Adam Haworth Stephens: We Live on Cliffs

Enio Chiola

A well-crafted record, that intrigues the listener more than is expected from typical middle of the road fare.

Adam Haworth Stephens

We Live on Cliffs

Label: Saddle Creek
US Release Date: 2010-09-28
UK Release Date: 2010-09-28
Artist Website

I am finding it difficult to begin this review of Adam Haworth Stephen’s debut solo release We Live on Cliffs, so perhaps I should begin by saying, I’m not particularly moved by this record. That’s not to say that it’s a bad record. On the contrary, it’s actually a very well written, adequately produced and ably performed pop/folk/rock album. The biggest problem I’ve discovered is that from beginning to end there is little variation, and when there is, it’s almost expected, clichéd even. As a result, it is difficult to penetrate this record. It’s also difficult to discuss. How do you write about a record toward which you feel indifferent? I will try to step lightly.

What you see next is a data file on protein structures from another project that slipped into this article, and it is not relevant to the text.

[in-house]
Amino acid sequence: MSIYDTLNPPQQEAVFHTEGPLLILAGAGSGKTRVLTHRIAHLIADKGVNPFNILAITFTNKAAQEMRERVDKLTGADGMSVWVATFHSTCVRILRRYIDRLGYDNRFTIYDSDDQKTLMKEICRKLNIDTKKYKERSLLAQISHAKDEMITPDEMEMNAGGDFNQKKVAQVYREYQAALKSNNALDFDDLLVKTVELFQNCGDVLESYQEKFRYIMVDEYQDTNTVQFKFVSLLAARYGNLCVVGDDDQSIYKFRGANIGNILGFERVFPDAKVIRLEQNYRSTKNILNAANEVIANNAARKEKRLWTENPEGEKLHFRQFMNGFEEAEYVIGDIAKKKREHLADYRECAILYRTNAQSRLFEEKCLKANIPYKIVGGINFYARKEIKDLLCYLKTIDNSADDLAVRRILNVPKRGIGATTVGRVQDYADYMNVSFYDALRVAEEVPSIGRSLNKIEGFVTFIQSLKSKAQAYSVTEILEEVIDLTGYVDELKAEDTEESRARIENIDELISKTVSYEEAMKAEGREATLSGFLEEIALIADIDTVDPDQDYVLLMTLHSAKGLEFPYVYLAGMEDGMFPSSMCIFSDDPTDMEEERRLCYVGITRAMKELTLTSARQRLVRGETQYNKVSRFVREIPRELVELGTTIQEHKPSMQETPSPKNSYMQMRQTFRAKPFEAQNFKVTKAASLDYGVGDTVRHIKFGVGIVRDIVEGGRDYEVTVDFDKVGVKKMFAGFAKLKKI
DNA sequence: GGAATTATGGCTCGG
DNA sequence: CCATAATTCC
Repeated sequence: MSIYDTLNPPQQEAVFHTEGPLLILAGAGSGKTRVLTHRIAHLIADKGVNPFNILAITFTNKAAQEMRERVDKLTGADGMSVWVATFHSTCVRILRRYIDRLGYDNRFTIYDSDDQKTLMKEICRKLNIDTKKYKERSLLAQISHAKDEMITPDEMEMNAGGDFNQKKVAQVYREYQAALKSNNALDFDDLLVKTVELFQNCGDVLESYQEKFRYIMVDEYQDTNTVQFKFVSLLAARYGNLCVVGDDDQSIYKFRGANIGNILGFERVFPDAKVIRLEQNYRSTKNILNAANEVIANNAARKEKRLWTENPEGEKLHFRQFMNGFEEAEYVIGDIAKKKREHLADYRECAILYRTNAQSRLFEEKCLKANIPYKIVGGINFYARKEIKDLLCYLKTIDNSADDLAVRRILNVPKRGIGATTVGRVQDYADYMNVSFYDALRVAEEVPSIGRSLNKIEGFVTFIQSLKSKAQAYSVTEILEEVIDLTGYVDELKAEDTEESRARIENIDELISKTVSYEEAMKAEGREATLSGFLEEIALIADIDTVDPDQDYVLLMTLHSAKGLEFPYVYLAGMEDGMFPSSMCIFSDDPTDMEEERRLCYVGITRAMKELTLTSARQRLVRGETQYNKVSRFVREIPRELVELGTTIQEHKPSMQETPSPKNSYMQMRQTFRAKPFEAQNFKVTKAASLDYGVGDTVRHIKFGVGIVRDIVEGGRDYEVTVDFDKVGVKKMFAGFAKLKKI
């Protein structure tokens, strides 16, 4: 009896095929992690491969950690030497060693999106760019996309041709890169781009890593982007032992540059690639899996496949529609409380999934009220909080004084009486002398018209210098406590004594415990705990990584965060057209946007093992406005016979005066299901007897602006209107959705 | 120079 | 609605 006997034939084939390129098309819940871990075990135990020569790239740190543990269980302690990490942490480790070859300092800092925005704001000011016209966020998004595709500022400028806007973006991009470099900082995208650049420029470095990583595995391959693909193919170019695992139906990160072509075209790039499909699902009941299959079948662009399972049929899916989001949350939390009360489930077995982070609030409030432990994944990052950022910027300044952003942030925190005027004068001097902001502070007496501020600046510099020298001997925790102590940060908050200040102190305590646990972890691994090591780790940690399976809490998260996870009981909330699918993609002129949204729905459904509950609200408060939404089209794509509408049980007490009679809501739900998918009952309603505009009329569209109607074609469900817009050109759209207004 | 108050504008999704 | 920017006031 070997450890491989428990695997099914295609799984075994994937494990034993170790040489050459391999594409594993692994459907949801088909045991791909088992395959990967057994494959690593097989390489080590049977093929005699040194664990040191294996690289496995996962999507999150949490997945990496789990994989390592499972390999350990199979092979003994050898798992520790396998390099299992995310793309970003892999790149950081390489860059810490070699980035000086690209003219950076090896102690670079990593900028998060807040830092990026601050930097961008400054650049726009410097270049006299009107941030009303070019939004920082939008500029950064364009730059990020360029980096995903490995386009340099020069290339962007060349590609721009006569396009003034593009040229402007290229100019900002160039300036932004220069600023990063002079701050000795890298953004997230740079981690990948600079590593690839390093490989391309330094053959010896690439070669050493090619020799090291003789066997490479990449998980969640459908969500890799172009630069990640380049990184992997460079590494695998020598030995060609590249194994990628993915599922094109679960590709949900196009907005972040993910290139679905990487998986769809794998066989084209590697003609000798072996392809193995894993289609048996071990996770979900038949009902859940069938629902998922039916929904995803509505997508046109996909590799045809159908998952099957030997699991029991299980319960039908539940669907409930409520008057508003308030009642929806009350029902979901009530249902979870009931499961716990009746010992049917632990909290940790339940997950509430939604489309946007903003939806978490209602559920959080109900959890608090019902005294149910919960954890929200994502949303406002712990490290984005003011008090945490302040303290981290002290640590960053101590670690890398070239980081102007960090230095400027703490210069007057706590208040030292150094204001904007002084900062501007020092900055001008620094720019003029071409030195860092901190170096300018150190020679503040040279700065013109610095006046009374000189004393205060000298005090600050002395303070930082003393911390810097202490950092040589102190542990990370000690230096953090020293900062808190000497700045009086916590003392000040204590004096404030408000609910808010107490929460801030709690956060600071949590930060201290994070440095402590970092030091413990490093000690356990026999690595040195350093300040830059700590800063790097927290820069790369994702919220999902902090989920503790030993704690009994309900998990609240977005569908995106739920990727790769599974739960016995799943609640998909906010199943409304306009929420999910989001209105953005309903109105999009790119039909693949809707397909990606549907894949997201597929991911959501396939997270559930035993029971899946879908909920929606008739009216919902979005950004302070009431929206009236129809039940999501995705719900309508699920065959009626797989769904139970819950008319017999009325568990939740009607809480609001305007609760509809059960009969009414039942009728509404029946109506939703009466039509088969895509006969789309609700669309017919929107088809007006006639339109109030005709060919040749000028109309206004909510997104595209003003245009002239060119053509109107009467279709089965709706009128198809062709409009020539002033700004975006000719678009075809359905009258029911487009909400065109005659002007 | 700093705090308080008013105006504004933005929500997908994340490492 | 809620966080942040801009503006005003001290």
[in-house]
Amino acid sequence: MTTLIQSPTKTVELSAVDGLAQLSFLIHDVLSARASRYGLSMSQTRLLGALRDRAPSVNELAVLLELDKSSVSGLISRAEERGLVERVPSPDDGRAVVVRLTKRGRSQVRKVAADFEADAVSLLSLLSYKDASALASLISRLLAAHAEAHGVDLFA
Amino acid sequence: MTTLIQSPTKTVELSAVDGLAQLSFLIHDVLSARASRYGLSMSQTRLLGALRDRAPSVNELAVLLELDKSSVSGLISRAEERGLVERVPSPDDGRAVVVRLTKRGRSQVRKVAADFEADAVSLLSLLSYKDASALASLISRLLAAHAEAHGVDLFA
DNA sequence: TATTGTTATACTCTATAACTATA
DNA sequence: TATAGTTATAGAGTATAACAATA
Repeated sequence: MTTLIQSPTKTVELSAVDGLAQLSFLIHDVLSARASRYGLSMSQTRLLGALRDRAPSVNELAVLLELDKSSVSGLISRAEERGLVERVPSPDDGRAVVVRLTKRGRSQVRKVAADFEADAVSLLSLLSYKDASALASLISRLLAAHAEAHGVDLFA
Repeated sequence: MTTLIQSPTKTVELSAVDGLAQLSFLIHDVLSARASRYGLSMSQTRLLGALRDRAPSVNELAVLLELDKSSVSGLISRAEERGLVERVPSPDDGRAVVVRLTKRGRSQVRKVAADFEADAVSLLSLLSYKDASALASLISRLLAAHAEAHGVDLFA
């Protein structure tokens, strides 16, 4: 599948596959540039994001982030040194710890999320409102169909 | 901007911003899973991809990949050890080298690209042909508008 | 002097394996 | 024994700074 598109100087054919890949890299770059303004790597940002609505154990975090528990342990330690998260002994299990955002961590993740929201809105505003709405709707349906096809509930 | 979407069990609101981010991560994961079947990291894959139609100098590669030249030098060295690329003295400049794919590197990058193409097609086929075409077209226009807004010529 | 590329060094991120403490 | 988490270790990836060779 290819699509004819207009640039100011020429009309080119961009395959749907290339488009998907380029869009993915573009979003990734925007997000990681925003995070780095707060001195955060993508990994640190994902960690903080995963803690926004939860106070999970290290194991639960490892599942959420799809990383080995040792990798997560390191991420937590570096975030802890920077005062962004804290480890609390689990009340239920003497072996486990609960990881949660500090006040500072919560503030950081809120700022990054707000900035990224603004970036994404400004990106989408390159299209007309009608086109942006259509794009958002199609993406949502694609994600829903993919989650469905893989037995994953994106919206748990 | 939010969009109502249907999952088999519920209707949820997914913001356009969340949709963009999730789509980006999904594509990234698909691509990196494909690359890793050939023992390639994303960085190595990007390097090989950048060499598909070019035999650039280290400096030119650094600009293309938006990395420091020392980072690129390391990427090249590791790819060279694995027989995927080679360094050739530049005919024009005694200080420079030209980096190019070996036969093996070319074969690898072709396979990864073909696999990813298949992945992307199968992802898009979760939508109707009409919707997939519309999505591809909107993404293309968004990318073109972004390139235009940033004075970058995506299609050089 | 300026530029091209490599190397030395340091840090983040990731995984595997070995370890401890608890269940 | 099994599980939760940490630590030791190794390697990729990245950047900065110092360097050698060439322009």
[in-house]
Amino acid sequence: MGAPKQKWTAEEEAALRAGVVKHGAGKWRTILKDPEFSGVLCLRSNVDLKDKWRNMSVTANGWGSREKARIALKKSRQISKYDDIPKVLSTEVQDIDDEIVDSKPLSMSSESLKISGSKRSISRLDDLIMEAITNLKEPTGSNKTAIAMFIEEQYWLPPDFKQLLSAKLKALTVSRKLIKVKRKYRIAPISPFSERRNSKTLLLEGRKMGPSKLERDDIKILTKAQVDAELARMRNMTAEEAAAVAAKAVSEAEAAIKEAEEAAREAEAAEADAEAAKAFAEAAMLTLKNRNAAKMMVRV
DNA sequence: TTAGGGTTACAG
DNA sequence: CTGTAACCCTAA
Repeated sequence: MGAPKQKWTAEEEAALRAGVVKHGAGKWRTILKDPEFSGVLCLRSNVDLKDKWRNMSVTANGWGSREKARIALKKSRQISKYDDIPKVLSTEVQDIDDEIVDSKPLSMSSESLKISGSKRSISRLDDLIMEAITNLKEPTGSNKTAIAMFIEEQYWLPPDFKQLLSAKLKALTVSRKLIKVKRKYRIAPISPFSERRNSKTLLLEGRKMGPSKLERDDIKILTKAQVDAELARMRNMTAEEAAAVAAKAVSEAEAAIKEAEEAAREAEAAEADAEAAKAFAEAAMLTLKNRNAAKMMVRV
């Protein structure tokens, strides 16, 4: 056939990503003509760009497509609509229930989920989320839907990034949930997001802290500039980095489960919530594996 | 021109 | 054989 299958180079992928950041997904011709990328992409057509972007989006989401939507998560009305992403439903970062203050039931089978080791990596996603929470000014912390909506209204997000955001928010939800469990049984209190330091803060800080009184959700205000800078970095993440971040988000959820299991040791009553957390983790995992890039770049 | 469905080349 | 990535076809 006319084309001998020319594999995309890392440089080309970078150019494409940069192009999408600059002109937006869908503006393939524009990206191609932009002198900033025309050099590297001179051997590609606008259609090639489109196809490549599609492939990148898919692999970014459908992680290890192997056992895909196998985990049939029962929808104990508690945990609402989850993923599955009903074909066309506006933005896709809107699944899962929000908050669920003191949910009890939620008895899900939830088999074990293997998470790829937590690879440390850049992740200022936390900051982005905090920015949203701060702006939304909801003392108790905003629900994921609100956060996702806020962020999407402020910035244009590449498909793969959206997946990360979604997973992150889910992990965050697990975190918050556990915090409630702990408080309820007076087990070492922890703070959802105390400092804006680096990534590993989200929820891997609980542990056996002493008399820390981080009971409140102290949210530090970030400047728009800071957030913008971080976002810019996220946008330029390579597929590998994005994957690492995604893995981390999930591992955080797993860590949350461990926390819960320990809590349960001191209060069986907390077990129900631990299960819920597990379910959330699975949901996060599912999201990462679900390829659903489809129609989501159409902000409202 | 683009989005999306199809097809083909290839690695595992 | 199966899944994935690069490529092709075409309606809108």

Stephens is one part of the duo Two Gallants, touring and creating music together since 2002. We Live on Cliffs is Stephens’ first effort on his own, and the result is a good record that is simply bland. There is nothing here that warrants more than a few listens. Simultaneously, there is nothing here to suggest you take cover. The album is a perfectly crafted MOR record. The assumption now becomes is MOR music inherently bad given its inability to strike an extreme (or even any) emotion in the listener, be it excitement or revilement? The average-ness of the record is not so suffocating that you are put to sleep. It is perfectly crafted to go unnoticed by many, but noticed just enough by those who may be listening. It’s almost as if Stephens has succeeded in elevating the MOR genre above its standard of mediocrity. The conundrum then becomes, if We Live on Cliffs is above the MOR standard, is it still middle of the road fare? The short answer is yes, with a small however. Tracks like the openers “Praises in Your Name” and “Second Mind” establish a nice folk/country/rock groove, but this soon begins to dissipate upon the realization that every other track on the album is structured in nearly the exact same way. It’s almost as if Stephens was aware of this thematic death nail and decided to cap the album at a mere 9 songs—one of a few salivations. The others being Stephens' adept songwriting abilities and the somewhat intriguing strain in his voice. We Live on Cliffs is a fine effort, but slightly more focus and drive could have given this beige record to brighter, more memorable colors.


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